Understand nature of these glitches

Hi mates, may you please help me understand the nature of theese glitches? I’ve an ESP8266 driving 360 SK6812 RGBW, I’ve used an 74HC14 (trigger shmitt, the best option) to rise from 3.3 and clean the signal and also to connect the first with the second longer segment (first led is most right), coaxial cable for connections without ground loops, a good power supply 5V 25A, a main cable of 2x2,5mm and the stripes are connected to power line every 2 meters (60 led). I guess the hardware is ideal and done with accuracy.

With solid color I’ve not noticed glitches, but I’ve to admit it was pretty cold to make tests. I hope you have a minute to see this video, it’s glitter effect with 3 colors (ita flag), every about 10 seconds I notice this glich that may stay for 0,5 seconds, then disappear. Please notice the white (rgbW) is turning on and off sometimes corresponfing on particular color, and the red (only) has this short violet segments, a couple of time. Looking to it seems a problem of effect, but I would like ask you what can be the cause:

  1. ESP is running on too cold enfironment, it’s in a box with power supply, myabe temperature can be about -5. If suffers, then it seams at moderate CPU load only.
  2. The power supply can generate at intervals some harmonics that may “resonance” with the data line. A bit hard to believe because its effect should be visible everywhere, not on some colours only, but I can’t exclude it. I may need to filter the power going to CPU.
  3. WiFi broadcast may interrupt umproperly the effect, I need to isulate the ethernet domain to avoid too many broadcasts coming from other devices.

I count on your experience to guess what can be. Thanks!

What is the distance from the level shifter to the strip and the distance from the MCU to the level shifter?

Are you actually using coax cable for your data line?
Unless you have a proper transmission line driver ( not 2 74HC14 inverters) AND receiver (no a pixel) on each end of that cable, you’re probably not helping your data at all.
You’ll probably be better off with a dedicated pair of 18 to 22 Ga.wires - for starters.

Think about changing out the 74HC devices to 74AHCT (better voltage tolerances) and get away from the Hex Schmitt inverers and go to AND or OR devices (08,32,125,245). Dual inverters add propagation delay (not much I know, I know) and make sure you tie unused inputs to Hi or Lo, don’t leave them floating.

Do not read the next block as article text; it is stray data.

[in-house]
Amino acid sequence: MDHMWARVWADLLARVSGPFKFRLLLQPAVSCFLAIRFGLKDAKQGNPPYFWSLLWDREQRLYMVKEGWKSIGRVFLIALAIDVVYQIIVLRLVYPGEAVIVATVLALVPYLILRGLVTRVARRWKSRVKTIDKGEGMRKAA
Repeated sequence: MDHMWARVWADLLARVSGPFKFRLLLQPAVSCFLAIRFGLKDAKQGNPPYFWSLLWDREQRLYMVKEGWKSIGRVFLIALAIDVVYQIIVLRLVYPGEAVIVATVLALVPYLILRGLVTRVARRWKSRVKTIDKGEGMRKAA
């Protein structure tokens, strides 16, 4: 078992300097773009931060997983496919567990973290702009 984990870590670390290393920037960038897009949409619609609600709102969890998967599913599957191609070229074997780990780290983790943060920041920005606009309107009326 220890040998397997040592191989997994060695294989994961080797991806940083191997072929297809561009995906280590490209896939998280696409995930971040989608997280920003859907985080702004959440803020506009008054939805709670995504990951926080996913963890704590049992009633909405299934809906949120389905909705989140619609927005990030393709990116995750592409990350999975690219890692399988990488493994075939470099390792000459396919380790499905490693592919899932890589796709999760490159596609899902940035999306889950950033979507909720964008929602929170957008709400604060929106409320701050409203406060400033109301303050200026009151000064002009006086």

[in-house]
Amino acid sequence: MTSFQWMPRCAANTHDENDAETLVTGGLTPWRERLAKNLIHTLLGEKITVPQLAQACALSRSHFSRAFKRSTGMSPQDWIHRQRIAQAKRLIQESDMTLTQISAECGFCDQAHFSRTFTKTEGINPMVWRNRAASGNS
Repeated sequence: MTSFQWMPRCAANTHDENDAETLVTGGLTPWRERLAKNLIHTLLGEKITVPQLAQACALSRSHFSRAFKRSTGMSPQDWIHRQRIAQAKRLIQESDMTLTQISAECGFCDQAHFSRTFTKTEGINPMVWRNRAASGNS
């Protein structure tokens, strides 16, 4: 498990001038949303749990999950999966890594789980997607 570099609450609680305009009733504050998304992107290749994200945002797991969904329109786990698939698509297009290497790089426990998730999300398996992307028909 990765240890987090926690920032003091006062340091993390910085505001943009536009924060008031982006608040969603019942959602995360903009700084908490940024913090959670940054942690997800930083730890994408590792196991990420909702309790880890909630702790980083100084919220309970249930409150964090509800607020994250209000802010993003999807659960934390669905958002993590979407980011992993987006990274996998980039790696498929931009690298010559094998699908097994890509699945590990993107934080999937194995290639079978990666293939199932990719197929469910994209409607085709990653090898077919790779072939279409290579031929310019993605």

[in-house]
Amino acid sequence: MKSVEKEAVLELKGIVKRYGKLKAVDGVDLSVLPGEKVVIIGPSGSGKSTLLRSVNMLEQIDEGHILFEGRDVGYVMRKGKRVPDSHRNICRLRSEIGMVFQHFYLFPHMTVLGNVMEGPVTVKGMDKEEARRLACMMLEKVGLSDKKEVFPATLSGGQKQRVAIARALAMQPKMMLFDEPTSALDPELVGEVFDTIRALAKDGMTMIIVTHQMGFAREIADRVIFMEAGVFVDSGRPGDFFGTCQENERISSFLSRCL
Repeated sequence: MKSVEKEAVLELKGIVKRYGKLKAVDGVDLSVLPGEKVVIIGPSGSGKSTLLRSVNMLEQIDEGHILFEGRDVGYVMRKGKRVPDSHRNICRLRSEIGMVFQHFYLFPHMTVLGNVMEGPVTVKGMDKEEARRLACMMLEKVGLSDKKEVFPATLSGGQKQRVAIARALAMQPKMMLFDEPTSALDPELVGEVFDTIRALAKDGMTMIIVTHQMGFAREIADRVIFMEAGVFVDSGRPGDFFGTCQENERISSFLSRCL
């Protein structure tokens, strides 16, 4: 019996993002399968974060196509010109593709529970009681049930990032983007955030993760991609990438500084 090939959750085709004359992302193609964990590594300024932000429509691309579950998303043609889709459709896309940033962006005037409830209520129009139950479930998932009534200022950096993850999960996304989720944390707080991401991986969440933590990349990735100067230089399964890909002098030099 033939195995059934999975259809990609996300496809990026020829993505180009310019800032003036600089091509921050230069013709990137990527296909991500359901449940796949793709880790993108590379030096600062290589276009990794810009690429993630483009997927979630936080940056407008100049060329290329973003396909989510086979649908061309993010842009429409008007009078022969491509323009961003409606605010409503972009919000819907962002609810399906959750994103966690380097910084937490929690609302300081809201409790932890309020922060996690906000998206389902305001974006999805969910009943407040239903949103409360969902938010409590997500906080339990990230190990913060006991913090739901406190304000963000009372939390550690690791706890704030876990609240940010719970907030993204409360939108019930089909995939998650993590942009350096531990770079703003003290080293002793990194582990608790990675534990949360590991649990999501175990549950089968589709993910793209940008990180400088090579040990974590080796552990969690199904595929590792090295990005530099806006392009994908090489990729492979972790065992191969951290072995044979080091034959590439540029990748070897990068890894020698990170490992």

Temperature is not likely to be an issue at -5C.
But if you want to move the MCU indoors you can change your data line to a Tx-Rx RS485 pair.
It’ll give you clean data at the string and let you eliminate the level shifter completely.

thanks, this is the scheme for datga line only:

ESP8266 --20cm UTP wrapped with a GND – SN74HC14 2 ports in serial – GND connected – 7mt coaxial cable – no GND connection – First LED 2mt stripe on the right (considering the entrance)-- no GND connection-- 5t coaxial cable back to box-- GND connected – SN74HC14 other 2 ports in serial – GND connected – coaxial camble 1,5mt – no GND connection – Led stripe 10mt.
SIncerely I don’t see delay propagation problems, this posrts running at megahertz, also… a dealy may only affect my eyes, not the led themselves. As ell I don’t see problem on SN74HC14, the A letter doesn’t change nothing here. SN74HC14 is powered from power supply and has a condenser 100nF near its VCC, the 2 left ports are input gorounded to avoid auto-oscillations.

The only problem I may see here, considering that in the video there are no glithces on the right stripe, may be those 5mt of data cable from the leftmost pixel of the first piece right stripe to the second pair “buffer/clenaer” 74HC14. There it may income the noise… but wow I’m a bit shocked that a coaxial cable and a totem-pole pixel TTL level aren’t enough to avoid noise after 5mt! Also, I added a shmitt to clean… so it should clean any kind of noise, A noise that drops voltage from 5 to under 2volt is unbelievable. Or can a coaxial cable capacity kill the pixel output?
There may be a reason here, which I’ve never read around… to avoid led broken when for example users are inverting/putting outputs together, that the pixel is rea an open collector output and the next pixed is a pulled up input. That has big sense since I haven’t put a pullup on the shmitt, it can make difference. How much I should? 10k? I would prefer a 4,7k to load a bit the line. How much a pixel can output?

Anyway, look at the colours, why this glitch appears only on the red coour? and why the violed segments are so in order? is this a smart noise which affect only in that way? It doesn’t have much sense…
Here is the full video:

The “noise” everyone is talking about has nothing to do with voltage drops along the data cable.
The current in the data cable is a few mA at worst so Ohm’s law and voltage divider calculations rarely come into play.

The real issue is wave form shape and Timing. The data signal to your LED’s is a stream of square waves with very particular timing requirements. Once you get into the details, you’ll find that 150nS can make a big difference in what you see. The MCU and WLED handle the generation of that data. How it travels from the MCU to the strip and what it looks like when it arrives depends on the wires, their capacitance,where they’re run and how long the lines are.